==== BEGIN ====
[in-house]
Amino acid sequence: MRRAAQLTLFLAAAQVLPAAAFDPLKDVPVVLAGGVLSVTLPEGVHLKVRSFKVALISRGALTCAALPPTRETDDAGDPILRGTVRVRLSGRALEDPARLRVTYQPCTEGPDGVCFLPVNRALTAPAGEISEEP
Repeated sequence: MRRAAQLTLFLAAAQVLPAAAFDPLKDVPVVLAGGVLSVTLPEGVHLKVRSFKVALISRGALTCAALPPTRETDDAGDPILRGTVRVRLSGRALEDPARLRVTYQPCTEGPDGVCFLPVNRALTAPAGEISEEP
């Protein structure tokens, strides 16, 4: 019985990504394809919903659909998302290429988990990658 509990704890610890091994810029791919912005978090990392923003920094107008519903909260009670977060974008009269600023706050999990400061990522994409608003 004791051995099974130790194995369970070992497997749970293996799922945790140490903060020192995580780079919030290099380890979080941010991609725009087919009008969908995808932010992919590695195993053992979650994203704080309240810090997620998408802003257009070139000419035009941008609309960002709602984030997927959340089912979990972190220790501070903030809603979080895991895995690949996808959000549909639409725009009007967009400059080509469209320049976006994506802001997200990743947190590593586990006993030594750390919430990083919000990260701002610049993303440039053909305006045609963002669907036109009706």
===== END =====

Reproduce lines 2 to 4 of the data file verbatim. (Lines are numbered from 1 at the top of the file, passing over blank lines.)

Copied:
Amino acid sequence: MRRAAQLTLFLAAAQVLPAAAFDPLKDVPVVLAGGVLSVTLPEGVHLKVRSFKVALISRGALTCAALPPTRETDDAGDPILRGTVRVRLSGRALEDPARLRVTYQPCTEGPDGVCFLPVNRALTAPAGEISEEP
Repeated sequence: MRRAAQLTLFLAAAQVLPAAAFDPLKDVPVVLAGGVLSVTLPEGVHLKVRSFKVALISRGALTCAALPPTRETDDAGDPILRGTVRVRLSGRALEDPARLRVTYQPCTEGPDGVCFLPVNRALTAPAGEISEEP
């Protein structure tokens, strides 16, 4: 019985990504394809919903659909998302290429988990990658 509990704890610890091994810029791919912005978090990392923003920094107008519903909260009670977060974008009269600023706050999990400061990522994409608003 004791051995099974130790194995369970070992497997749970293996799922945790140490903060020192995580780079919030290099380890979080941010991609725009087919009008969908995808932010992919590695195993053992979650994203704080309240810090997620998408802003257009070139000419035009941008609309960002709602984030997927959340089912979990972190220790501070903030809603979080895991895995690949996808959000549909639409725009009007967009400059080509469209320049976006994506802001997200990743947190590593586990006993030594750390919430990083919000990260701002610049993303440039053909305006045609963002669907036109009706």